Inverness is the most northerly city in Scotland. But did you know, it wasn’t officially given ‘city’ status until 2000? In comparison to Glasgow, it does seem a wee bit small. But that’s all part of its charm.
In the second instalment of our guide to Inverness (read the first part here), we’ll take a look at a few hidden gems in the inner city and unmissable sights further afield.
Without a doubt, one of the best shops in Inverness is Leakey’s Bookshop. It’s crammed to the rafters with ancient tomes and dog-eared paperbacks. You can easily lose an hour or more perusing its shelves.
Whether you’re a fan of rollicking fantasy novels, crime thrillers or classics, you’ll find something to suit your tastes. But be warned, you may have to go digging.
For the more practical readers, an extensive range of non-fiction books covers everything from chess strategy to croft construction. There’s also an impressive collection of beautiful antique maps.
A trip to Inverness isn’t complete without a walk through the city along the River Ness. The old buildings squeezed beside the riverfront are architecturally unique, and the contrast of modern and ancient features is baffling. Gaze up at Inverness Castle towering over the CBD in the distance and keep an eye out for the rippling reflections on the river at sunset and sunrise.
If you meander down Ness Walk you will eventually come across the Ness Islands, which you can reach by footbridge. It’s a relaxing and scenic stroll perfect for getting acquainted with Inverness.
A bar showered in awards within its first year of opening must be doing something right. The atmosphere at MacGregor’s is certainly inviting and the customer service is genuine. This wee bar stocks a huge range of Scottish beers and spirits, and the staff are always eager to suggest a new and exciting drink.
The bright and open space is a welcome change to the equally delightful (but plentiful) cosy pubs dotted around the city. The beer garden is, understandably, bustling in Summer. Need an afternoon pick-me-up? Get out of your comfort zone and try a hot chocolate with Gin Bothy chilli flavoured gin. You won’t regret it.
Just outside of Inverness, there are reachable attractions that are sure to pique your interest. From stunning natural landscapes to ancient formations, Inverness-shire is blessed with intriguing sights.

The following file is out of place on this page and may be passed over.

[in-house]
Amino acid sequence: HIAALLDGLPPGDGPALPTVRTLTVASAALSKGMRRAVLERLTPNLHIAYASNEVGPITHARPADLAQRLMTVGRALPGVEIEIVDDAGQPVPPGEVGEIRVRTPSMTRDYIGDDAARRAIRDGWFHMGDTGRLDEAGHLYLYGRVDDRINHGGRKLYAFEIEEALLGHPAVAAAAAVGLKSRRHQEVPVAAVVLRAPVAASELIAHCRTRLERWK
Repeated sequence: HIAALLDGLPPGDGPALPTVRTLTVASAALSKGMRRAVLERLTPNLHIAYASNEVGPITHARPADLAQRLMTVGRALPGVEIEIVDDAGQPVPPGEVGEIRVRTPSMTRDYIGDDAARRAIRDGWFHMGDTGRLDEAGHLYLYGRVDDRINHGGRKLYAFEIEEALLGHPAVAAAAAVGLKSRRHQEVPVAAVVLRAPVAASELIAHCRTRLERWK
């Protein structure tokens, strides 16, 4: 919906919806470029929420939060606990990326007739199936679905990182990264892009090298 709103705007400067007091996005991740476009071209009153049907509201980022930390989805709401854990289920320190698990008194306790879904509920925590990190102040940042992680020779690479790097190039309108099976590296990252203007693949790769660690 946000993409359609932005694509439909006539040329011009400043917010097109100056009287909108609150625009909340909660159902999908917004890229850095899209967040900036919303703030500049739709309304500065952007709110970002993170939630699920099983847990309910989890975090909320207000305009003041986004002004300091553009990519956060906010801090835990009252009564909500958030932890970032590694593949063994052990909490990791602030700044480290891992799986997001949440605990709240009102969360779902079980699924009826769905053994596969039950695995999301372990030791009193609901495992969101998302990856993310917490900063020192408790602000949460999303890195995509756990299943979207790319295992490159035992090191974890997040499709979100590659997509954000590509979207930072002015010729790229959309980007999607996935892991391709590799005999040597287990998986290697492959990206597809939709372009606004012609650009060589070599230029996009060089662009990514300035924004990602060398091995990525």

Discover the mysteries of the Clava Cairns
The Clava Cairns are mystifying ancient tombs dating back to the Bronze Age. These burial cairns are impressively built within a beautiful natural setting. But walking between them, you can feel the eeriness of the past. The standing stones and stone circles surrounding the tombs add to the wonderment. Situated just a few miles outside of Inverness, many people believe that these cairns were the inspiration for Craigh na Dun in Diana Gabaldon’s hit novel, Outlander.
Pay your respects at Culloden Battlefield
Culloden Battlefield is possibly one of the most important sites in Scottish history. The visitor centre has interactive displays to track the plight of the Jacobites and a range of weaponry to illustrate the butchery of 18th-century warfare. The immersive cinematic recreation of the combat is particularly chilling. You can also choose to take a tour out on the moor, where a guide will recount the battle with such feeling you’ll feel like you’re in the midst of the bloodthirsty event yourself.
Catch a glimpse of Scottish wildlife at Glen Affric
Said to be Scotland’s most beautiful glen, Glen Affric is teaming with wildlife and gorgeous scenery. It’s remained largely unchanged and carefully preserved through centuries of industrial and social upheaval. You can only imagine how many red deer, ospreys, badgers, pine martens and golden eagles frolic within its vast canopies and on the forest floors. Perhaps you’ll even see one of these elusive animals as they scurry amongst the greenery.
You can discover the wonders of Glen Affric on the one-day Loch Ness and Glen Affric tour, which departs from Inverness.
Although Inverness is a humble little city, its location and local facilities are pretty impressive. After all, it must serve the needs of all people north of the Great Glen Fault. We hope you love its charming hospitality, picturesque backdrop and rich history as much as we do.
If you haven’t read part one of this guide, here it is.